Revistes Catalanes amb Accés Obert (RACO)

WATER- The role of public art in 'Lisbon 1994': an improvement to this city's future

João Pedro Teixeira de Abreu Costa


Being a plural space – in space and in time – the Lisbon riverfront is composed of multiple spaces with its own logic and distinct characteristics, being its pre-existent areas or spaces conquered to the river, located by the water or separated from the river somewhere in time.
At first occupied by the industry of the city, by the port or by the new accessibility infrastructure, this riverfront has known variable dynamics of use through time.
Specifically during the industrial period, a large expansion of the riverfront occurred, resulting simultaneously (1) in the creation of the new port, industrial and urban areas, and (2) on the separation of the former riverfront areas from the Tagus River.
During this period different process of territorial formation occurred:
1. The formation building by building;
2. The structure of pier, street and warehouse;
3. The spontaneous growth supported by corridors of accessibilities (streets and railway);
4. The project of the industrial company;
5. The master plan of the port in front of the city;
6. The industrial allotment;
7. The large and autonomous industrial complex
Within this complex reality, several types of public space were also created, being the axes of accessibility or the structure of squares, both verifying a graduation of different levels of importance.
This article tries to present a typological classification of this reality in the Lisbon riverfront formation during the industrial period.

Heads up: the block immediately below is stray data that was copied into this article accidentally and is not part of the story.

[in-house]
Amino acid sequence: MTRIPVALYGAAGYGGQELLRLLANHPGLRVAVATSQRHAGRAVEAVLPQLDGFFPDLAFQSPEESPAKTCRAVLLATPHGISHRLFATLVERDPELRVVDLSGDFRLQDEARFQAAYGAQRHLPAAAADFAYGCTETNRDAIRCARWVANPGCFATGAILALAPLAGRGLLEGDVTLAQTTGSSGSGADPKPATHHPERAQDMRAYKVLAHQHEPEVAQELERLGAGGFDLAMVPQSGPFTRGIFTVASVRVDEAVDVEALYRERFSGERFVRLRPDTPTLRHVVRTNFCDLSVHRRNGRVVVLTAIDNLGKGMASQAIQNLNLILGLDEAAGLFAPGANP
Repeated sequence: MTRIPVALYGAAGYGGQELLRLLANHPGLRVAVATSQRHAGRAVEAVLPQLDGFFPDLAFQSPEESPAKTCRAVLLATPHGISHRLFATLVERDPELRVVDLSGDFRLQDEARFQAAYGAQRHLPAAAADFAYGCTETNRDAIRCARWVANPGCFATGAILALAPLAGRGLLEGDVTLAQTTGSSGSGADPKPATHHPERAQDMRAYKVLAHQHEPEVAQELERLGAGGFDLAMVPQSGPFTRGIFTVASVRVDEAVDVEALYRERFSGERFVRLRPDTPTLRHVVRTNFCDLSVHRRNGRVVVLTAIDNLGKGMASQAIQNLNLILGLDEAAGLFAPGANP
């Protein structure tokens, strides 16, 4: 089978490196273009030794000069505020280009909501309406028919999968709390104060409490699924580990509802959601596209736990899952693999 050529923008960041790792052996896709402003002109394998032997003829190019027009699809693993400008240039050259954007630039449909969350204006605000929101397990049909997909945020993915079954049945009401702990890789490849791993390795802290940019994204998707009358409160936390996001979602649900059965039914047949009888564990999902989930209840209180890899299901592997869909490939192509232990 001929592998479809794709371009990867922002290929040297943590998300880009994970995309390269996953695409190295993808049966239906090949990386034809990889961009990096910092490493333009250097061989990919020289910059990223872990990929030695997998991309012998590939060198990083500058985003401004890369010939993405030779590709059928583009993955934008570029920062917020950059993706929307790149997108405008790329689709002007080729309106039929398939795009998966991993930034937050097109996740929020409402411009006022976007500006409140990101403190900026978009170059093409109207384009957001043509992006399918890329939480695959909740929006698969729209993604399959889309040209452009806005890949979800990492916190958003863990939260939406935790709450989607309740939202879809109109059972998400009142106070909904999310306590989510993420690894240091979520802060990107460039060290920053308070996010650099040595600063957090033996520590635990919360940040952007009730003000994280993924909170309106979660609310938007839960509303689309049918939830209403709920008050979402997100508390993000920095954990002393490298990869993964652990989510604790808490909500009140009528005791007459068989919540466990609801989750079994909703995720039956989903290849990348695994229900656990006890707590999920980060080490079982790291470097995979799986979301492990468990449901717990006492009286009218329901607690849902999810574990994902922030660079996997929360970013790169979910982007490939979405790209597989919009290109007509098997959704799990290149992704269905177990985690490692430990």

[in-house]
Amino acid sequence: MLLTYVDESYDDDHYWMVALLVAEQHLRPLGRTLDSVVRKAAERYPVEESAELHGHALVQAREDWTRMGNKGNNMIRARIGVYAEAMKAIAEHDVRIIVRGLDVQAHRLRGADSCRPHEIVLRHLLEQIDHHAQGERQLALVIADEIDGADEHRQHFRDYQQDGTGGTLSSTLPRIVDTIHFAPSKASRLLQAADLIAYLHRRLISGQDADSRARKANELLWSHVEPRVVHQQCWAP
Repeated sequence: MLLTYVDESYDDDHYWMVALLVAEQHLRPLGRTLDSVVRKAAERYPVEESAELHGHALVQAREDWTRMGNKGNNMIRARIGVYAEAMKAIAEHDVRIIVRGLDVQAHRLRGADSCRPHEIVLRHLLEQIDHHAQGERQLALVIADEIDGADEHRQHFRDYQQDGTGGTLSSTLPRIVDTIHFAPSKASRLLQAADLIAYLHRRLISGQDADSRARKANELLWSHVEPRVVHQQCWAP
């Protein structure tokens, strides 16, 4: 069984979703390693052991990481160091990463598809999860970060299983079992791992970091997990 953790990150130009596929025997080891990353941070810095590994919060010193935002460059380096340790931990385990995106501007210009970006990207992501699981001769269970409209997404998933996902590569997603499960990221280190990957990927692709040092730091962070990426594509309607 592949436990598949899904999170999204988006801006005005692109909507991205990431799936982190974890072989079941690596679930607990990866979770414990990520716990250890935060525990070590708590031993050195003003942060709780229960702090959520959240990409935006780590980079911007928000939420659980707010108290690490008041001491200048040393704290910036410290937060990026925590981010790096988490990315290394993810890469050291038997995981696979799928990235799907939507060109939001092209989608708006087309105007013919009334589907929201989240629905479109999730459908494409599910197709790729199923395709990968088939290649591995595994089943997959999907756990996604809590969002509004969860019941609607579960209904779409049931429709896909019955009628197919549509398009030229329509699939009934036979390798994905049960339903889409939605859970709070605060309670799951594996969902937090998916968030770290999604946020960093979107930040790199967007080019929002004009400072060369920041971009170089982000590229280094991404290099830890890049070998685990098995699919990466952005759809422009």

Later, with the post-industrial transformation of the Lisbon’s riverfront, new public space was also created; this contemporaneous dynamics will be object of analysis in a subsequent publication.
This research is supported by a previous work, focused on the identification of a group of common patterns in the formation and transformation of the riverfront starting in the industrial period; these patterns were identified in the Lisbon case study and confirmed in four other working cases – the riverfronts of Rotterdam, Shanghai, Duisburg and Hamburg.
Studying the territory and its several primary and secondary fonts, it was divided in two parts. The first, specifically, proposed the definition of the seven formation processes of the industrial riverfront – identifying for each its predominant period in time –, and analysed the forms of creation and different characteristics of the resulting public space.
This article is a dissemination of parts of an author’s previous research (2006), the «Riverfront between projects», available in Spanish on:

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